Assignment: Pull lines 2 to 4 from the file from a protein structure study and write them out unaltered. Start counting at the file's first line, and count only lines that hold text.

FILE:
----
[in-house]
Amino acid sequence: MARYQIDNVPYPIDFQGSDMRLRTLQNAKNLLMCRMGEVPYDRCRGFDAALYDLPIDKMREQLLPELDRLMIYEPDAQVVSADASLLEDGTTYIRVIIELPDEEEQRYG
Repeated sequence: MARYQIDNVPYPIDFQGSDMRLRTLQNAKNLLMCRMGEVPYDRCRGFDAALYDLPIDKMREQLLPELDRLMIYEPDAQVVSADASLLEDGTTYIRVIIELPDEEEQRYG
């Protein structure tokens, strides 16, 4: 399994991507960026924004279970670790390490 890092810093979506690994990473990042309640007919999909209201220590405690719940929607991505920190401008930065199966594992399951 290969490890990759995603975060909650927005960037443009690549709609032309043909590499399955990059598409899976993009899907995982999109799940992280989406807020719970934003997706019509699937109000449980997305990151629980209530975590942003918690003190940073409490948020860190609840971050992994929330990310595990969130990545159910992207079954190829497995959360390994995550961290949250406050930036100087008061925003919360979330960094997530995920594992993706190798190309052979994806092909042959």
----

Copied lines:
Amino acid sequence: MARYQIDNVPYPIDFQGSDMRLRTLQNAKNLLMCRMGEVPYDRCRGFDAALYDLPIDKMREQLLPELDRLMIYEPDAQVVSADASLLEDGTTYIRVIIELPDEEEQRYG
Repeated sequence: MARYQIDNVPYPIDFQGSDMRLRTLQNAKNLLMCRMGEVPYDRCRGFDAALYDLPIDKMREQLLPELDRLMIYEPDAQVVSADASLLEDGTTYIRVIIELPDEEEQRYG
């Protein structure tokens, strides 16, 4: 399994991507960026924004279970670790390490 890092810093979506690994990473990042309640007919999909209201220590405690719940929607991505920190401008930065199966594992399951 290969490890990759995603975060909650927005960037443009690549709609032309043909590499399955990059598409899976993009899907995982999109799940992280989406807020719970934003997706019509699937109000449980997305990151629980209530975590942003918690003190940073409490948020860190609840971050992994929330990310595990969130990545159910992207079954190829497995959360390994995550961290949250406050930036100087008061925003919360979330960094997530995920594992993706190798190309052979994806092909042959």